Today our Leaf arrived! After several months of waiting
and anxiety over the possibility that the disaster in Japan had thrown
another wrench into the delivery schedule*, we were happy to hear
on Wednesday from Paul Scott at Santa Monica Nissan that our car
The model we chose was the "no frills" SV version, but this still includes
items such as bluetooth wireless connectivity to cell phones, wireless car
connection to the Nissan "Car Wings" servers, and navigation system. This gives
us some nice capabilities such as the ability to monitor the car's charge
state over the internet, but will also require some careful reading of the
manuals over the next few days.
With the understanding that it has been less than 24 hours since getting the car... my initial impressions are that the car is the quietest EV we've had so far. The body seems very well insulated from road noise, and there is just the barest hint of whine from the gears. The interior is also mercifully insulated from the artificially generated sounds which are now required when the car is moving a low speed. These can be turned off with a button press, but annoyingly, that must be done each time the car is turned on.
The controls will require some getting used to. It seems that the trend is to try and cram high-tech electronics into the cockpit with only slight resemblence to a traditional car's layout. Some searching is necessary to find the speedometer readout (above the steering wheel) and it's easy to mistake the large digits indicating remaining range with the speedometer, which has no analog-type gage associated with it.
The "shift" lever also has morphed into a knobby joystick with a push-button "park" position in its center.
But one refreshing change is to find numerous readouts of power use in real units of kilowatts (Kw). There are indicators (see below) showing the actual power being used by the heating/cooling, lights, regenerative braking, and propulsion. Notably lacking, however, is a digital readout of state of charge. This is only given in the form of estimated range remaining (depending on average use over the last few miles) and an "analog" gage with 12 unlabeled divisions. A digital readout of % charge remaining would have been very useful.
The first 50 miles or so of driving in rush-hour freeway conditions indicate that careful driving can get you the 100 mile/charge promised by the marketeers even though the official sticker now indicates 73 miles estimated range, assuming the range drops off smoothly down to the zero-point on the charge indicator.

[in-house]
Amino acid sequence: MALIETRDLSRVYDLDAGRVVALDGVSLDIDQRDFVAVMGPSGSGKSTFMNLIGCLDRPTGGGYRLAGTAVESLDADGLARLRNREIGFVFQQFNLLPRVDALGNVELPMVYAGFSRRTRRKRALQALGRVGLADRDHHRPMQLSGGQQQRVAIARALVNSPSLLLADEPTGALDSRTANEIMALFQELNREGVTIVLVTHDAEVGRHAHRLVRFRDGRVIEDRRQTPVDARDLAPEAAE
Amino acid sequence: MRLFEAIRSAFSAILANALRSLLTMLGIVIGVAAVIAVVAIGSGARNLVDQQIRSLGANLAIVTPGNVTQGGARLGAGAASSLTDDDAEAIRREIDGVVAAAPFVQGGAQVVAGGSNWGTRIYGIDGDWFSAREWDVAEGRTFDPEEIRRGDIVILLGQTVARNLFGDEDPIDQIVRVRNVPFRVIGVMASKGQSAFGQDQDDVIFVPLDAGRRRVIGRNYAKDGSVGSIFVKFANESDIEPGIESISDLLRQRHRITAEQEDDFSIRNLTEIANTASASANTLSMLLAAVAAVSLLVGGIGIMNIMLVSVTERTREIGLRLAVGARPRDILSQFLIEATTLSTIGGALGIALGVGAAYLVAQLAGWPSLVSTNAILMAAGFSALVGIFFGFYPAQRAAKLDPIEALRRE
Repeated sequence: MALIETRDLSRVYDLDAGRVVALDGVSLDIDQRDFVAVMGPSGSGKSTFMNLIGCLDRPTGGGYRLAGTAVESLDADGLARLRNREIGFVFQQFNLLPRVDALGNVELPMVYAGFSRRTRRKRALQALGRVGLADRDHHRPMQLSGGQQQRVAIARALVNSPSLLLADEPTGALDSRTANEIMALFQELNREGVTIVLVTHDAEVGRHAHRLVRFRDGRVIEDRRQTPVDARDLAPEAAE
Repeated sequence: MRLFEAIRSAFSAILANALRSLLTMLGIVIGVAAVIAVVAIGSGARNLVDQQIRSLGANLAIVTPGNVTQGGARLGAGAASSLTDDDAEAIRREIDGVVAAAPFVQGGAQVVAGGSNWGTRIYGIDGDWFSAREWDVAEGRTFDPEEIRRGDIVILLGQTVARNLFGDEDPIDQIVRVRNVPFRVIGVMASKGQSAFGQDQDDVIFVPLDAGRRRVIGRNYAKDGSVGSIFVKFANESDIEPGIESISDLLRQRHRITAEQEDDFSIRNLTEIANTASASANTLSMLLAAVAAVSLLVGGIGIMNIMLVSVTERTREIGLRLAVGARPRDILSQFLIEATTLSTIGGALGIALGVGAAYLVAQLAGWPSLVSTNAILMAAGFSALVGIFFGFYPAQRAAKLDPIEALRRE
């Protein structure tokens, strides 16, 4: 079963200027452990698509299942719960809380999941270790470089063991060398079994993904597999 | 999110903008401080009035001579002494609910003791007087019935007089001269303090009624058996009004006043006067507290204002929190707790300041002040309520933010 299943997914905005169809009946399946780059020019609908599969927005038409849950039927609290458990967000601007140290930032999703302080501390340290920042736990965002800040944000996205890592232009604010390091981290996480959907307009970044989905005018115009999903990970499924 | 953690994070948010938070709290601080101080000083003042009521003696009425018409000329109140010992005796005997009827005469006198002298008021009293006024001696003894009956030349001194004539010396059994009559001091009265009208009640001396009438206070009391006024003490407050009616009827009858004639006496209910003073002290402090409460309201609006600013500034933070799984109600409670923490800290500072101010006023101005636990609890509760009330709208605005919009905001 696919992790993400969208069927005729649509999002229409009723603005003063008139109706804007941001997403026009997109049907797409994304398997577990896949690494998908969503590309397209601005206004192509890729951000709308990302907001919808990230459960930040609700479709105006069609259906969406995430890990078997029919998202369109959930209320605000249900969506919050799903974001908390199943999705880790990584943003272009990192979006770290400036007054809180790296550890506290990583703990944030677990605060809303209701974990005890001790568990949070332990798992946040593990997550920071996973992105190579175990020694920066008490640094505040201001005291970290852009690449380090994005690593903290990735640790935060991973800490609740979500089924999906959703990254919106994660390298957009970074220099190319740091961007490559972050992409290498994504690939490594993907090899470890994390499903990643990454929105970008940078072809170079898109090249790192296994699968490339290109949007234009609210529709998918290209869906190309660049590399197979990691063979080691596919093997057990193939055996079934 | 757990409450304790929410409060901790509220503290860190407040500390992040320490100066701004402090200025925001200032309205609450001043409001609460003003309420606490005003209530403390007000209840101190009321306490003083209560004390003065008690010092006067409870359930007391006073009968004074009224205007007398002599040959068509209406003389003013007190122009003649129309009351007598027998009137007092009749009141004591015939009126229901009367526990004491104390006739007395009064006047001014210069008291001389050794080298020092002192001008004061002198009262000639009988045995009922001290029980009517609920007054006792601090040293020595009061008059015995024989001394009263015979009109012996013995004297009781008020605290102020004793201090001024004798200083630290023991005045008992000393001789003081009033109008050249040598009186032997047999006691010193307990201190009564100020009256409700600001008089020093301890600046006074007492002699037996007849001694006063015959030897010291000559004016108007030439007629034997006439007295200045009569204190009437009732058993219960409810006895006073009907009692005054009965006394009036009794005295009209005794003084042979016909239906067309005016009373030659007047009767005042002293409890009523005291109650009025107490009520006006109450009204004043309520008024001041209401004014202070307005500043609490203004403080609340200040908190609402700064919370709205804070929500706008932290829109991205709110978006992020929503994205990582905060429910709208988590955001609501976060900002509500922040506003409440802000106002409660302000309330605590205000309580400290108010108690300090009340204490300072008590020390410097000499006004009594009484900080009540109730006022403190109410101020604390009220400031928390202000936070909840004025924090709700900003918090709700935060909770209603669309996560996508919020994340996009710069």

Charging has also gone smoothly, though slowly compared to all of the other EV's we've had. The car is limited to a 3.3 Kw charge rate with the 240V charger connection. We are using the same Clipper Creek charger we used for our Mini E, which charged at a 6.6 Kw rate. Incidentally, this charger was upgraded to the now standard J1772 charger connector with just a charging cord swap-out kit from Clipper Creek, saving us the trouble of having to install yet another kind of charger on the garage wall.
Charging status, however, remains a sore spot. The Clipper Creek charger has minimal status displays -- charging and fault lights. And the car has only 3 flashing lights to indicate its state of charge. This is only marginally better than the sad single flashing light in the Mini-E!
Physically, the Leaf looks and feels like a nicely polished design, but there are numerous rough edges in the electronics/software.
First off, while the bluetooth connection to my phone (a Motorola Droid) is nice and includes the ability to play music on the phone, the car assumes that upon connecting to my phone, it should automatically start the music or podcast I was listening to again. Having the sound system start playing what's on my phone everytime I get into the car with it is annoying.
Another rough spot is that although Nissan has a Leaf smart phone app for the iPhone, there is none (yet, I am told) for Android devices. Fortunately I was able to get around this by bookmarking the Nissan web page on my phone, which gives me at least some of the functionality of the iPhone app.
But with regards to the generic web interface to the car's status, much improvement could be done here. The status page on the Nissan site does not show the current state of charging of the car when initially opened. Instead it shows the last status retrieved. Repeated manual status updates via the "refresh" button on the web page give the same charge state numbers for 10's of minutes at a time, followed by sudden jumps in the charge state. In addition, having email alerts enabled for status updates causes an empty email to be sent to me merely because I hit the "refresh" button on the status page on my computer! If the emails at least contained the status information on the charging I wouldn't mind all those emails, but having them contain NO information makes them just plain annoying.
More to follow... Dave
* Deliveries of the Leaf have indeed been slowed by the "ripples" of the
tsunami on the Japanese economy.